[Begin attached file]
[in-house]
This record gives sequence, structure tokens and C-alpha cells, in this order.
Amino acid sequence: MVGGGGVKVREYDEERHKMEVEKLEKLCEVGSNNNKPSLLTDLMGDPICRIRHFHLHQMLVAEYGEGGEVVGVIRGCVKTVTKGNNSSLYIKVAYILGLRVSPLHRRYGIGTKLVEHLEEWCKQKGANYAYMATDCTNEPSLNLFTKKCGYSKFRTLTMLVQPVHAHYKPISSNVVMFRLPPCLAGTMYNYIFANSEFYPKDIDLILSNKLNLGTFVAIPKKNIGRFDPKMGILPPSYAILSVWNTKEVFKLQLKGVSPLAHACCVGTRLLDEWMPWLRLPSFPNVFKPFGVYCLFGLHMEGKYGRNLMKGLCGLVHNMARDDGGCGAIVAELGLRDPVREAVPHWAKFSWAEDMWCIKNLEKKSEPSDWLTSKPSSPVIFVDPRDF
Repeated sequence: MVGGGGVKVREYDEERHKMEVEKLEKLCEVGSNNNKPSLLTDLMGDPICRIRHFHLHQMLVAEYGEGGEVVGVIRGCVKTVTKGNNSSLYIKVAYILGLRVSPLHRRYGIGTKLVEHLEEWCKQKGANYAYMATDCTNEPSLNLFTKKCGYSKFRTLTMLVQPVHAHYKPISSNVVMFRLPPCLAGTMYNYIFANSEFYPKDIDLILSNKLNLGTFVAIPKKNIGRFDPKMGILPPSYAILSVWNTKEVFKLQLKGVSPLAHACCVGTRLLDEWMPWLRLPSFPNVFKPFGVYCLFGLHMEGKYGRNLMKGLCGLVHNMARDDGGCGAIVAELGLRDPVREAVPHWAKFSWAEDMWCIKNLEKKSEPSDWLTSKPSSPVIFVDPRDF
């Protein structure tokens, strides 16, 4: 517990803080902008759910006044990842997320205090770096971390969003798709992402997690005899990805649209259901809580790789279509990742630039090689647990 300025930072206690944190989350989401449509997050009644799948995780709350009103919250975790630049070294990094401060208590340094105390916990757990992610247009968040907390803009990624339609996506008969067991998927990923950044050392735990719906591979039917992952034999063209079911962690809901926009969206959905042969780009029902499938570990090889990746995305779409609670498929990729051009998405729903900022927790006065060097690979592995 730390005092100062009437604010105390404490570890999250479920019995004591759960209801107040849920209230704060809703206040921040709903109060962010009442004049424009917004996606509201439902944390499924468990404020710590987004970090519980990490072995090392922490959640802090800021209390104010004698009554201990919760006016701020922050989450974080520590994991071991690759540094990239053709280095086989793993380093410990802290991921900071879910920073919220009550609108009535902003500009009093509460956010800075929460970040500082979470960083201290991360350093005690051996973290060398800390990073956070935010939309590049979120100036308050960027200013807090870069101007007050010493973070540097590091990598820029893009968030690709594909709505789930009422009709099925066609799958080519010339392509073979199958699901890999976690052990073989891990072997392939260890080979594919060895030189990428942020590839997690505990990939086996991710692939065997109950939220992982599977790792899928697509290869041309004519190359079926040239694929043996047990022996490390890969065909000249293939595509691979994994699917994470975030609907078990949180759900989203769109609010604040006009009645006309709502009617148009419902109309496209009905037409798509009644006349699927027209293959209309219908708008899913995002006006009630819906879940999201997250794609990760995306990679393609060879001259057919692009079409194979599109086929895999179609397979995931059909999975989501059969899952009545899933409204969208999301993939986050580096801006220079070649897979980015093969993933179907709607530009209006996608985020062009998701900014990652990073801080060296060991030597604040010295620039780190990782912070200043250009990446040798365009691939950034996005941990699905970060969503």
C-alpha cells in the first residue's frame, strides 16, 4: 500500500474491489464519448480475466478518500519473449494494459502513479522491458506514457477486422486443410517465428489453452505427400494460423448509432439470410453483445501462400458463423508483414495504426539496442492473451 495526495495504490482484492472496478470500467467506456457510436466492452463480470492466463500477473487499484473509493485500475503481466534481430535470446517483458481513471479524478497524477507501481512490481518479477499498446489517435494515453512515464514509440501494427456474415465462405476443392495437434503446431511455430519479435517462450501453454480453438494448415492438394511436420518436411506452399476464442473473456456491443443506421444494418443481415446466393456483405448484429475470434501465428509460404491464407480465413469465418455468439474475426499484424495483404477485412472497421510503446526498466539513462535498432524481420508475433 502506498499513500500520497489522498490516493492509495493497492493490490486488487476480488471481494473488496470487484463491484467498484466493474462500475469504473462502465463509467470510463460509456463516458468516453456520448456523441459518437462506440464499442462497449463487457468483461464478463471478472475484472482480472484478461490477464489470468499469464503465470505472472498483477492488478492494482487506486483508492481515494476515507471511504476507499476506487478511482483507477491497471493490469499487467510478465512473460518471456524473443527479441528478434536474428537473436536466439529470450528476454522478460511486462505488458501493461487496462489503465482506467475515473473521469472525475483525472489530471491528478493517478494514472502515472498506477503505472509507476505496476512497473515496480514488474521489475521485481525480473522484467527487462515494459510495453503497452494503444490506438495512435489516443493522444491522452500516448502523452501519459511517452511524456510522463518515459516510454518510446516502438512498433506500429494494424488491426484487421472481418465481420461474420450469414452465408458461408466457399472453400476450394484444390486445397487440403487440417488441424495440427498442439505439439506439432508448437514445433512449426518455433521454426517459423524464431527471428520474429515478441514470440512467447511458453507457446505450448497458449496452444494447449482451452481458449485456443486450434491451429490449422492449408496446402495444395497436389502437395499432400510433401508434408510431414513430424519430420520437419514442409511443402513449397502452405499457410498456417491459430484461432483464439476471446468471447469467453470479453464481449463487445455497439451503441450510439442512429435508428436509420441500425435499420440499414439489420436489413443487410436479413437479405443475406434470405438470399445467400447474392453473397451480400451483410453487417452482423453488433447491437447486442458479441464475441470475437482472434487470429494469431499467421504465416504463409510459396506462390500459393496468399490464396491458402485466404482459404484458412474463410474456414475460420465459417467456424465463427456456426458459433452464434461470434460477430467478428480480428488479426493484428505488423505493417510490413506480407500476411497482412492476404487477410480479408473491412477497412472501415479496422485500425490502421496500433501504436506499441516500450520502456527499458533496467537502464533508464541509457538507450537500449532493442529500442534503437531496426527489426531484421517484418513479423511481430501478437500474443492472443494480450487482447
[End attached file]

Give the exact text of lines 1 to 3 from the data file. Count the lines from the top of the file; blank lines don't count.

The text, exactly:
[in-house]
This record gives sequence, structure tokens and C-alpha cells, in this order.
Amino acid sequence: MVGGGGVKVREYDEERHKMEVEKLEKLCEVGSNNNKPSLLTDLMGDPICRIRHFHLHQMLVAEYGEGGEVVGVIRGCVKTVTKGNNSSLYIKVAYILGLRVSPLHRRYGIGTKLVEHLEEWCKQKGANYAYMATDCTNEPSLNLFTKKCGYSKFRTLTMLVQPVHAHYKPISSNVVMFRLPPCLAGTMYNYIFANSEFYPKDIDLILSNKLNLGTFVAIPKKNIGRFDPKMGILPPSYAILSVWNTKEVFKLQLKGVSPLAHACCVGTRLLDEWMPWLRLPSFPNVFKPFGVYCLFGLHMEGKYGRNLMKGLCGLVHNMARDDGGCGAIVAELGLRDPVREAVPHWAKFSWAEDMWCIKNLEKKSEPSDWLTSKPSSPVIFVDPRDF